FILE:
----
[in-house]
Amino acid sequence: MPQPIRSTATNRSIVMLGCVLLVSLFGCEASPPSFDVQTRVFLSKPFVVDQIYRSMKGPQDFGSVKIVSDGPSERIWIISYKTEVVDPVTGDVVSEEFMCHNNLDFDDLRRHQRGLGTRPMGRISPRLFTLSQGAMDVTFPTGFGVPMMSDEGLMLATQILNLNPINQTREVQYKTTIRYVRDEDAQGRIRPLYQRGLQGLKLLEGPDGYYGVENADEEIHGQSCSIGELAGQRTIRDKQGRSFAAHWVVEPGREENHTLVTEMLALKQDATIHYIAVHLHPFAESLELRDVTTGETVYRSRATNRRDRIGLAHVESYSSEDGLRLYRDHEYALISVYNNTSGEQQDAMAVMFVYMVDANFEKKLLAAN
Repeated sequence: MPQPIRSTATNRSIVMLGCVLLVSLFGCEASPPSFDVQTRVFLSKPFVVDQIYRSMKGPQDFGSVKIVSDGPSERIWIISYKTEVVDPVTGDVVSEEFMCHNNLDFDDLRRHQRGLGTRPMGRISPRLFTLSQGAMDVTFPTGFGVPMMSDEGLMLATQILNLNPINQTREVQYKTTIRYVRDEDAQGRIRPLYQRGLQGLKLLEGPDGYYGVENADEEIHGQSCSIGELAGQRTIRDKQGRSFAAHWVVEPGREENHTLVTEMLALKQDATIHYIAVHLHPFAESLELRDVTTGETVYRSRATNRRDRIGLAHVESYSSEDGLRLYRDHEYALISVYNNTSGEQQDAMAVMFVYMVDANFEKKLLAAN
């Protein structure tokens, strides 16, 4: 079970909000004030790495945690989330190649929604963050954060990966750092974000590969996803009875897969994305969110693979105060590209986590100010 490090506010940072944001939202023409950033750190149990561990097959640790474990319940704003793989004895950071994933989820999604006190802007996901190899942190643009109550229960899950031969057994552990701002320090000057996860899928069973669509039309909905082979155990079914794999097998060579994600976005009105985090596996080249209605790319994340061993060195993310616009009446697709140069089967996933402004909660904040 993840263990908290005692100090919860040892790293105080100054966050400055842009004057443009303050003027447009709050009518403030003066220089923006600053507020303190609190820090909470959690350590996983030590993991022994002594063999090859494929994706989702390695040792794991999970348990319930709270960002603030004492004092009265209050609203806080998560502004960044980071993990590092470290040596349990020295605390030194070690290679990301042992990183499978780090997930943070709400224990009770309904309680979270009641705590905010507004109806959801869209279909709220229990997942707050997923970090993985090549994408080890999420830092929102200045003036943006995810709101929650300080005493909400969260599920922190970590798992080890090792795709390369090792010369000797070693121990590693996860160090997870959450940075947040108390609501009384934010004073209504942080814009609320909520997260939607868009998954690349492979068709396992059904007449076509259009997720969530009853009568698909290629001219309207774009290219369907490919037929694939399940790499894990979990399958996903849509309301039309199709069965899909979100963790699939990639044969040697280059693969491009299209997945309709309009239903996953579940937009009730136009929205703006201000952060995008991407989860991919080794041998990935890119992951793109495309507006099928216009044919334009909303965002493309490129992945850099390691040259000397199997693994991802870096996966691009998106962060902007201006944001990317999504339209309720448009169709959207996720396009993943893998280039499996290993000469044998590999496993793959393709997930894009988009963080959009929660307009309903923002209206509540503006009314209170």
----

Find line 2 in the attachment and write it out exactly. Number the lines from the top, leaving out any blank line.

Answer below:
Amino acid sequence: MPQPIRSTATNRSIVMLGCVLLVSLFGCEASPPSFDVQTRVFLSKPFVVDQIYRSMKGPQDFGSVKIVSDGPSERIWIISYKTEVVDPVTGDVVSEEFMCHNNLDFDDLRRHQRGLGTRPMGRISPRLFTLSQGAMDVTFPTGFGVPMMSDEGLMLATQILNLNPINQTREVQYKTTIRYVRDEDAQGRIRPLYQRGLQGLKLLEGPDGYYGVENADEEIHGQSCSIGELAGQRTIRDKQGRSFAAHWVVEPGREENHTLVTEMLALKQDATIHYIAVHLHPFAESLELRDVTTGETVYRSRATNRRDRIGLAHVESYSSEDGLRLYRDHEYALISVYNNTSGEQQDAMAVMFVYMVDANFEKKLLAAN